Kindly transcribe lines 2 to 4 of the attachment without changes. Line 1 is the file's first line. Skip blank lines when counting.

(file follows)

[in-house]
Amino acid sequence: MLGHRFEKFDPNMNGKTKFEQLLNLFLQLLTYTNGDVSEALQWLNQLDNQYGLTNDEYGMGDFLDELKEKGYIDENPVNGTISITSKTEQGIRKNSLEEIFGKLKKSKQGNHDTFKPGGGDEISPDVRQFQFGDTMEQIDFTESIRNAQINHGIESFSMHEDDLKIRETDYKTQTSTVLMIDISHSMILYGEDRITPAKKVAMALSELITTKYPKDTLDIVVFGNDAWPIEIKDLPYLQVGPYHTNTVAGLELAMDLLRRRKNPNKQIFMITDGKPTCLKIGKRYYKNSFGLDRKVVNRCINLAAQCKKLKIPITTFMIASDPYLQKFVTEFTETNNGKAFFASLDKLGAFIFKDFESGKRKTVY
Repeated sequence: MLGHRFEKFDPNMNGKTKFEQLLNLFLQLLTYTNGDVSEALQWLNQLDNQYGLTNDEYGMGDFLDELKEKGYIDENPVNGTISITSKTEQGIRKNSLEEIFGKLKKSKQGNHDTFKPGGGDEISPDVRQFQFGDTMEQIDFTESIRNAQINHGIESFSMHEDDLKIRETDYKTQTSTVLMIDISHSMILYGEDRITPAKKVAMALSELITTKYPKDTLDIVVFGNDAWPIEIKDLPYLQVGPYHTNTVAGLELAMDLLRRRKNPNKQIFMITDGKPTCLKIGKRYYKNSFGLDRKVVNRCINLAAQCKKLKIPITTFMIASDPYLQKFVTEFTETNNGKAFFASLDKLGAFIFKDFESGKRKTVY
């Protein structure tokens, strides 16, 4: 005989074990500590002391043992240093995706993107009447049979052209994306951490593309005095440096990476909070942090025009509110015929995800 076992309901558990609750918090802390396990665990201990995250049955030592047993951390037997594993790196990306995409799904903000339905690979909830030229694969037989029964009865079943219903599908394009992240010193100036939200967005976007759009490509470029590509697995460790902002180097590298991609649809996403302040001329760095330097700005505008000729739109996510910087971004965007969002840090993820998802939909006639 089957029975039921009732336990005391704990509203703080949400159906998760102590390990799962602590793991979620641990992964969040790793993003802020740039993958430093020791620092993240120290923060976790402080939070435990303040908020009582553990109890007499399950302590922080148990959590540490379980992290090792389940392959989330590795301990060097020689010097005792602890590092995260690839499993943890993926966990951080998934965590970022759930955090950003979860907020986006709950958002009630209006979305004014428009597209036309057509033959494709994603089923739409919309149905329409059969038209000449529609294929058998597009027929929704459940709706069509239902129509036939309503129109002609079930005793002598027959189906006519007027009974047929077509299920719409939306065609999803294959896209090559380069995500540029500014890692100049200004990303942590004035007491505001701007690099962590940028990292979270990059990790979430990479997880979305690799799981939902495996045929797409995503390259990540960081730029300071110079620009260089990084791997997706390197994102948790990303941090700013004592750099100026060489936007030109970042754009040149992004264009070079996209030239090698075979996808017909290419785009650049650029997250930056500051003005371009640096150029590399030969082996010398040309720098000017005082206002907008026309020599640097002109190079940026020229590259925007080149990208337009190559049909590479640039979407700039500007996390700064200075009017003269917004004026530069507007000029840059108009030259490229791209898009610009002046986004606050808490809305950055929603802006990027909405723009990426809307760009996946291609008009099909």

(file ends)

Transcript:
Amino acid sequence: MLGHRFEKFDPNMNGKTKFEQLLNLFLQLLTYTNGDVSEALQWLNQLDNQYGLTNDEYGMGDFLDELKEKGYIDENPVNGTISITSKTEQGIRKNSLEEIFGKLKKSKQGNHDTFKPGGGDEISPDVRQFQFGDTMEQIDFTESIRNAQINHGIESFSMHEDDLKIRETDYKTQTSTVLMIDISHSMILYGEDRITPAKKVAMALSELITTKYPKDTLDIVVFGNDAWPIEIKDLPYLQVGPYHTNTVAGLELAMDLLRRRKNPNKQIFMITDGKPTCLKIGKRYYKNSFGLDRKVVNRCINLAAQCKKLKIPITTFMIASDPYLQKFVTEFTETNNGKAFFASLDKLGAFIFKDFESGKRKTVY
Repeated sequence: MLGHRFEKFDPNMNGKTKFEQLLNLFLQLLTYTNGDVSEALQWLNQLDNQYGLTNDEYGMGDFLDELKEKGYIDENPVNGTISITSKTEQGIRKNSLEEIFGKLKKSKQGNHDTFKPGGGDEISPDVRQFQFGDTMEQIDFTESIRNAQINHGIESFSMHEDDLKIRETDYKTQTSTVLMIDISHSMILYGEDRITPAKKVAMALSELITTKYPKDTLDIVVFGNDAWPIEIKDLPYLQVGPYHTNTVAGLELAMDLLRRRKNPNKQIFMITDGKPTCLKIGKRYYKNSFGLDRKVVNRCINLAAQCKKLKIPITTFMIASDPYLQKFVTEFTETNNGKAFFASLDKLGAFIFKDFESGKRKTVY
């Protein structure tokens, strides 16, 4: 005989074990500590002391043992240093995706993107009447049979052209994306951490593309005095440096990476909070942090025009509110015929995800 076992309901558990609750918090802390396990665990201990995250049955030592047993951390037997594993790196990306995409799904903000339905690979909830030229694969037989029964009865079943219903599908394009992240010193100036939200967005976007759009490509470029590509697995460790902002180097590298991609649809996403302040001329760095330097700005505008000729739109996510910087971004965007969002840090993820998802939909006639 089957029975039921009732336990005391704990509203703080949400159906998760102590390990799962602590793991979620641990992964969040790793993003802020740039993958430093020791620092993240120290923060976790402080939070435990303040908020009582553990109890007499399950302590922080148990959590540490379980992290090792389940392959989330590795301990060097020689010097005792602890590092995260690839499993943890993926966990951080998934965590970022759930955090950003979860907020986006709950958002009630209006979305004014428009597209036309057509033959494709994603089923739409919309149905329409059969038209000449529609294929058998597009027929929704459940709706069509239902129509036939309503129109002609079930005793002598027959189906006519007027009974047929077509299920719409939306065609999803294959896209090559380069995500540029500014890692100049200004990303942590004035007491505001701007690099962590940028990292979270990059990790979430990479997880979305690799799981939902495996045929797409995503390259990540960081730029300071110079620009260089990084791997997706390197994102948790990303941090700013004592750099100026060489936007030109970042754009040149992004264009070079996209030239090698075979996808017909290419785009650049650029997250930056500051003005371009640096150029590399030969082996010398040309720098000017005082206002907008026309020599640097002109190079940026020229590259925007080149990208337009190559049909590479640039979407700039500007996390700064200075009017003269917004004026530069507007000029840059108009030259490229791209898009610009002046986004606050808490809305950055929603802006990027909405723009990426809307760009996946291609008009099909």